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bibliography*The PainScience Bibliography contains plain language summaries of thousands of scientific papers and others sources, like a specialized blog. This page is about a single scientific paper in the bibliography, Kuan 2007.

The myofascial trigger point region: correlation between the degree of irritability and the prevalence of endplate noise

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Tags: muscle pain, trigger points doubts, diagnosis, etiology, muscle, pain problems, pro

PainSci summary of Kuan 2007?This page is one of thousands in the PainScience.com bibliography. It is not a general article: it is focused on a single scientific paper, and it may provide only just enough context for the summary to make sense. Links to other papers and more general information are provided at the bottom of the page, as often as possible. ★★★☆☆?3-star ratings are for typical studies with no more (or less) than the usual common problems. Ratings are a highly subjective opinion, and subject to revision at any time. If you think this paper has been incorrectly rated, please let me know.

This study constitutes good replication of a 2002 study (see Simons) identifying an association between endplate noise or spontaneous electrical activity (SEA) and the clinical phenomenon of “trigger points.” In 32 patients with trapezius trigger points, they found endplate noise at the location of the putative trigger points, but not in adjacent muscle, concluding that “The irritability of an MTrP is highly correlated with the prevalence of endplate noise in the MTrP region of the upper trapezius muscle.”

original abstractAbstracts here may not perfectly match originals, for a variety of technical and practical reasons. Some abstacts are truncated for my purposes here, if they are particularly long-winded and unhelpful. I occasionally add clarifying notes. And I make some minor corrections.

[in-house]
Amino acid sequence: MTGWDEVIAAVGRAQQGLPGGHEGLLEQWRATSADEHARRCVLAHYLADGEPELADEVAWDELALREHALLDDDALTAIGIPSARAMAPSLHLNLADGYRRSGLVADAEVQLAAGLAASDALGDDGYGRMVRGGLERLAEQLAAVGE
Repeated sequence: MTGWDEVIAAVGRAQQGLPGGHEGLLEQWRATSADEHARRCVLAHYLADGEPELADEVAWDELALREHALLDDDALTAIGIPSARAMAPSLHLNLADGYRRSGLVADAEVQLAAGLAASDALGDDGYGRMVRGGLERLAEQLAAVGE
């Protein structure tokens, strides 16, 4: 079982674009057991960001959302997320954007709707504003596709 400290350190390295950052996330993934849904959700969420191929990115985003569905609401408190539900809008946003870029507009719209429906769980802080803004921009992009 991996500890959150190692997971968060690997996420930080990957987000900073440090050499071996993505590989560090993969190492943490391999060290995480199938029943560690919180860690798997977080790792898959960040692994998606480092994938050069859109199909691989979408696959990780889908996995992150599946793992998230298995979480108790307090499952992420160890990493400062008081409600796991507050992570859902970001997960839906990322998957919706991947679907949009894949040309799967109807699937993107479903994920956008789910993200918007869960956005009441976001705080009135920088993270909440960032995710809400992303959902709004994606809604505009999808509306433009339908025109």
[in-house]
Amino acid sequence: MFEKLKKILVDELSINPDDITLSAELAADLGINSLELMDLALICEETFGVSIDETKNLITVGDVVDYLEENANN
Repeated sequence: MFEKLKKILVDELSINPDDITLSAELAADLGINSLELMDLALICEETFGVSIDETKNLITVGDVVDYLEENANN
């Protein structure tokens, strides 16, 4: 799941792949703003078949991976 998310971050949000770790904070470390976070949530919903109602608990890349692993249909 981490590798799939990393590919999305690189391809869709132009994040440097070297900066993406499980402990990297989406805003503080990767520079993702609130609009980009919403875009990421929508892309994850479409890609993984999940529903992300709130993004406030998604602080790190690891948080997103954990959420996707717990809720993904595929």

OBJECTIVE: This study was designed to investigate the correlation between the irritability of the myofascial trigger point (MTrP) and the prevalence of endplate noise (EPN) in the MTrP region of human skeletal muscle.

DESIGN: Twenty normal subjects with latent MTrPs and 12 patients with active MTrPs in the upper trapezius muscles were recruited for this study. The patients reported the subjective pain intensity of the active MTrP (0-10). The MTrP and an adjacent non-MTrP site were confirmed and marked for the measurement of pressure pain threshold (with a pressure algometer) and the prevalence of EPN (with electromyographic recordings).

RESULTS: The prevalence of EPN in the MTrP regions was significantly higher (P < 0.01) in the active MTrPs than in the latent ones. However, no EPN could be found in the non-MTrP region near either the active or the latent MTrPs. The pain intensity and the pressure pain threshold were highly correlated with the prevalence of EPN in the MTrP region (r = 0.742 and -0.716, respectively).

CONCLUSIONS: The irritability of an MTrP is highly correlated with the prevalence of EPN in the MTrP region of the upper trapezius muscle. The assessment of EPN prevalence in an MTrP region may be applied to evaluate the irritability of that MTrP.

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These two articles on PainScience.com cite Kuan 2007 as a source:

This page is part of the PainScience BIBLIOGRAPHY, which contains plain language summaries of thousands of scientific papers & others sources. It’s like a highly specialized blog. A few highlights: